The Original Dry Bag Steak | Make Artisan Dry Age Steak at Home › Forums › UMAi Dry® Sealing › Sealing Questions › Vacuum and sealing a frozen ribeye
December 30, 2011 at 7:01 am #1329Raul LopezMember
Firstable, english is not my native language so I’m sorry if I cant’ write or explain myself as you guys.
I just got my starter kit in Mexico, I used the longest drybag for a 14lb ribeye, it was frozen so I had trouble to get a complete vacuum, specially on the side where the bone has beed corved out, I don’t feel satisfied how the vacuum process went anyway I put it on my fridge.
What is your recomendation, should I get the meat out of the bag and use a new one?, and, Is it recommended to work with frozen ribeye?
Thanks for your answers
RaulDecember 30, 2011 at 9:54 am #5277AnonymousGuest
Hey Raul, You can not dry age a frozen piece of meat. I would not even attempt to thaw out a subprimal and then try to age it. You need to start off with a fresh unfrozen whole ribeye. The temperature that freezes a piece of meat is way to cold for the enzymatic process which is know as putrefaction to occur. This process is what causes the meat to become more tender. The enzymes don’t work in freezing temps. The temp of the meat needs to be between 34 – 38 degrees. I would think a frozen subprimal would probably go bad before it would age because of all of the moisture within the bag. It would never dry out. Another thing which you mentioned about not having a good seal, this is an absolute must in order for the Dry Bag to work. You have got to have a good vacuum for the bag to adhere to the meat. Also what I do is trim the ridges where the ribs were removed. Trim it so the meat is as smooth as you can get it. This makes for a tighter vacuum in that area. Be carful not to slice too deep into the meat when trimming. this will cause the meat to turn sour at those cut marks. Hope this helps. Good luck.December 30, 2011 at 3:35 pm #5278
agedtoperfection wrote:quote :
I agree that you should not start the aging process when the meat is frozen. OTOH I disagree that a sub-primal that has been frozen can’t be thawed and aged. Why? I do it often! My sources of meat always buy them frozen. You just need to carefully thaw the meat in a slow safe environment of the refrigerator for several days. Dry the meat and bag it.
RonDecember 30, 2011 at 3:37 pm #5279
Rulopec wrote:quote :
Raul – Welcome aboard! I would definitely take that meat out NOW and let it thaw, dry it and start with a new bag.
RonDecember 30, 2011 at 5:55 pm #5280Raul LopezMember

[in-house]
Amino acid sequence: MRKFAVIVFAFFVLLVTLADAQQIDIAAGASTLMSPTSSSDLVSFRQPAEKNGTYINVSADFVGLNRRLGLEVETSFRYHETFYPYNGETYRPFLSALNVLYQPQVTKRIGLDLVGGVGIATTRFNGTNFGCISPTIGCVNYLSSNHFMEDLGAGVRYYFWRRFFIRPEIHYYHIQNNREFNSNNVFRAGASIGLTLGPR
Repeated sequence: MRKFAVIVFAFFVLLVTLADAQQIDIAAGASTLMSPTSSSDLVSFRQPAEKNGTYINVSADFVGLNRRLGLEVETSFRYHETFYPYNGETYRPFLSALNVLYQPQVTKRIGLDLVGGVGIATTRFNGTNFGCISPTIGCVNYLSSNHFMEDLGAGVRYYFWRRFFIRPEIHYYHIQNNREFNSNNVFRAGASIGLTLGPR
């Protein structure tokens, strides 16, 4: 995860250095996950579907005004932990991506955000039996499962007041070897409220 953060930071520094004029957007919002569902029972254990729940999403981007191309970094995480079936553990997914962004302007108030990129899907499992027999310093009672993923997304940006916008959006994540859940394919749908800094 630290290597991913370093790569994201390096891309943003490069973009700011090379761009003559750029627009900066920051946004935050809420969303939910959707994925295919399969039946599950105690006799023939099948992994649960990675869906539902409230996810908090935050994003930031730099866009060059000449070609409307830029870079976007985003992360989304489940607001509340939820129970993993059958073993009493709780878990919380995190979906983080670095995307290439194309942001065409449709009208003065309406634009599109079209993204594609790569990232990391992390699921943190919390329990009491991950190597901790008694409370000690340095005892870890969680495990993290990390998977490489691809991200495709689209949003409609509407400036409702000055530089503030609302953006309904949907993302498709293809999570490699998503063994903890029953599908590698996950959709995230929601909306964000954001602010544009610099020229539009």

Thank you guys! I took the meat out and put it in a plastic bag in the refrigerator to thaw out, I am going to let it dry and then put it bag in a drybag again, hopefully tomorrow…
I am using Sterling Silver meat, crossing my fingers! I will let you know how it went, and again thank you both for answering so fast.
RaulDecember 30, 2011 at 6:05 pm #5281
I highly doubt it will be thawed out by tomorrow – maybe the next day – after all no need to rush it.January 7, 2012 at 8:05 am #5336CharlieMember
Meat is delivered to the stores frozen and so is the fish unless your store happens to have a farm or fishing fleet out back. And on a side note if you buy fish from a market always ask for frozen and then you thaw it and cook it. The stuff on ice in the display window is slimy and has lost a lot of flavor so don’t buy it. Also if you do happen to have a port that sells fresh fish look into the eyes and if they are cloudy then don’t buy.
Enjoy the New Year!
CharlieJanuary 7, 2012 at 11:39 am #5337Scott MarkMember
I thought there was a big deal for some stores to sell “never-frozen” beef. Are you sure that all meat is delivered to the stores frozen? I agree about the cloudy eye for fish, but I want to think that if they say “never frozen” they mean it.January 7, 2012 at 6:36 pm #5340AnonymousGuest
I can’t imagine meat markets get there whole ribeyes, lions, and sirlions frozen. It would be too time consuming for them to have to wait for them to thaw, cut , and finally put them out for sale. I just don’t see this happening. My father was a butcher, and in helping him from time, to time in the cutting room , I can’t ever remember seeing frozen meat except for the likes of turkey necks, pigtails, feet, and such. Back in those days butchers were butchers. They actually had to disect a whole side of beef.Today most are just meat cutters. Meat comes from the packers already boxed , and parted out.January 7, 2012 at 6:50 pm #5341AnonymousGuest
On another note, I would never start out with a subprimal that was frozen, and then thawed. You would never know if it is thawed through, and through. I had an experience where unbeknowst to me, the subprimal had partialy froze due to a combination of the temp in the fridge set too low, and part of it was touching the the wall. This part was frozen when I went to cut it. Need less to say it did not age properly. This is just my opinion formed from my experience.January 7, 2012 at 9:25 pm #5342
agedtoperfection wrote:quote :
That’s fine – but I have yet to EVER age a sub-primal that wasn’t frozen when I bought it and I’ve bought from butcher shops, grocery stores and SAMS. I have yet to ever have a problem thawing first and then bagging and aging them. You’re lucky that you live somewhere close and don’t have to deal with frozen meat, but I’d bet dollars to donuts that most of us on this forum age meat that has been frozen before we buy it whether we know it or not.
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